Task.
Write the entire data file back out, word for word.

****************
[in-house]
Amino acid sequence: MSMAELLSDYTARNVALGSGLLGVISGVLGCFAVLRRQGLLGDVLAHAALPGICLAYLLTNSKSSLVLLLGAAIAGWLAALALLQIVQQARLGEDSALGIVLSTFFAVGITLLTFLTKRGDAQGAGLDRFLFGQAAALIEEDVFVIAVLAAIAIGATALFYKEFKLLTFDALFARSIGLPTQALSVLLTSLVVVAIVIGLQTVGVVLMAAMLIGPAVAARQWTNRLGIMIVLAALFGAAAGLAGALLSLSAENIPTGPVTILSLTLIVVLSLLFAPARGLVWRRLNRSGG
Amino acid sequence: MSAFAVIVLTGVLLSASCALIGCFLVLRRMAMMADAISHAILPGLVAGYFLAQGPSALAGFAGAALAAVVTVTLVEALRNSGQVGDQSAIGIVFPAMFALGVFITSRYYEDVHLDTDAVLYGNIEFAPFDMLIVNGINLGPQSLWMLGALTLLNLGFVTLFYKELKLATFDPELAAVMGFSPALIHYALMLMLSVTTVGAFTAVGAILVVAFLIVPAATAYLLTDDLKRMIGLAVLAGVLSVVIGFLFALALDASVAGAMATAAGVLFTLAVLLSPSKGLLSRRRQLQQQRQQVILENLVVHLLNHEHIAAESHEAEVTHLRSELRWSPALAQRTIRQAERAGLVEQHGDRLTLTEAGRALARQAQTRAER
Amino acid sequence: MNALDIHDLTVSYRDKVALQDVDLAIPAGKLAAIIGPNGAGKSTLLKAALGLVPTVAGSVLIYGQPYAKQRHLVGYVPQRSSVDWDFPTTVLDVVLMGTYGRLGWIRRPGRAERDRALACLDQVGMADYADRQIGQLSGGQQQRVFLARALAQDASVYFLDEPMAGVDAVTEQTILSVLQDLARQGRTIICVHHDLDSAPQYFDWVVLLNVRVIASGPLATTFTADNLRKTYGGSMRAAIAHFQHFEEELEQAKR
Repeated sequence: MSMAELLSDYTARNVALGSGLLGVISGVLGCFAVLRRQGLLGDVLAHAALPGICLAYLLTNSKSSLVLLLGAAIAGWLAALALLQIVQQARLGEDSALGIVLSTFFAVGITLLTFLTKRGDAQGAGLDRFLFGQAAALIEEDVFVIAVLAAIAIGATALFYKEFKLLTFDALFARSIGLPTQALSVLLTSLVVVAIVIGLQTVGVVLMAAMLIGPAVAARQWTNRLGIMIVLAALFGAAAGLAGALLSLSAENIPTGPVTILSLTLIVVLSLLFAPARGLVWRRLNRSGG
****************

[in-house]
Amino acid sequence: MSMAELLSDYTARNVALGSGLLGVISGVLGCFAVLRRQGLLGDVLAHAALPGICLAYLLTNSKSSLVLLLGAAIAGWLAALALLQIVQQARLGEDSALGIVLSTFFAVGITLLTFLTKRGDAQGAGLDRFLFGQAAALIEEDVFVIAVLAAIAIGATALFYKEFKLLTFDALFARSIGLPTQALSVLLTSLVVVAIVIGLQTVGVVLMAAMLIGPAVAARQWTNRLGIMIVLAALFGAAAGLAGALLSLSAENIPTGPVTILSLTLIVVLSLLFAPARGLVWRRLNRSGG
Amino acid sequence: MSAFAVIVLTGVLLSASCALIGCFLVLRRMAMMADAISHAILPGLVAGYFLAQGPSALAGFAGAALAAVVTVTLVEALRNSGQVGDQSAIGIVFPAMFALGVFITSRYYEDVHLDTDAVLYGNIEFAPFDMLIVNGINLGPQSLWMLGALTLLNLGFVTLFYKELKLATFDPELAAVMGFSPALIHYALMLMLSVTTVGAFTAVGAILVVAFLIVPAATAYLLTDDLKRMIGLAVLAGVLSVVIGFLFALALDASVAGAMATAAGVLFTLAVLLSPSKGLLSRRRQLQQQRQQVILENLVVHLLNHEHIAAESHEAEVTHLRSELRWSPALAQRTIRQAERAGLVEQHGDRLTLTEAGRALARQAQTRAER
Amino acid sequence: MNALDIHDLTVSYRDKVALQDVDLAIPAGKLAAIIGPNGAGKSTLLKAALGLVPTVAGSVLIYGQPYAKQRHLVGYVPQRSSVDWDFPTTVLDVVLMGTYGRLGWIRRPGRAERDRALACLDQVGMADYADRQIGQLSGGQQQRVFLARALAQDASVYFLDEPMAGVDAVTEQTILSVLQDLARQGRTIICVHHDLDSAPQYFDWVVLLNVRVIASGPLATTFTADNLRKTYGGSMRAAIAHFQHFEEELEQAKR
Repeated sequence: MSMAELLSDYTARNVALGSGLLGVISGVLGCFAVLRRQGLLGDVLAHAALPGICLAYLLTNSKSSLVLLLGAAIAGWLAALALLQIVQQARLGEDSALGIVLSTFFAVGITLLTFLTKRGDAQGAGLDRFLFGQAAALIEEDVFVIAVLAAIAIGATALFYKEFKLLTFDALFARSIGLPTQALSVLLTSLVVVAIVIGLQTVGVVLMAAMLIGPAVAARQWTNRLGIMIVLAALFGAAAGLAGALLSLSAENIPTGPVTILSLTLIVVLSLLFAPARGLVWRRLNRSGG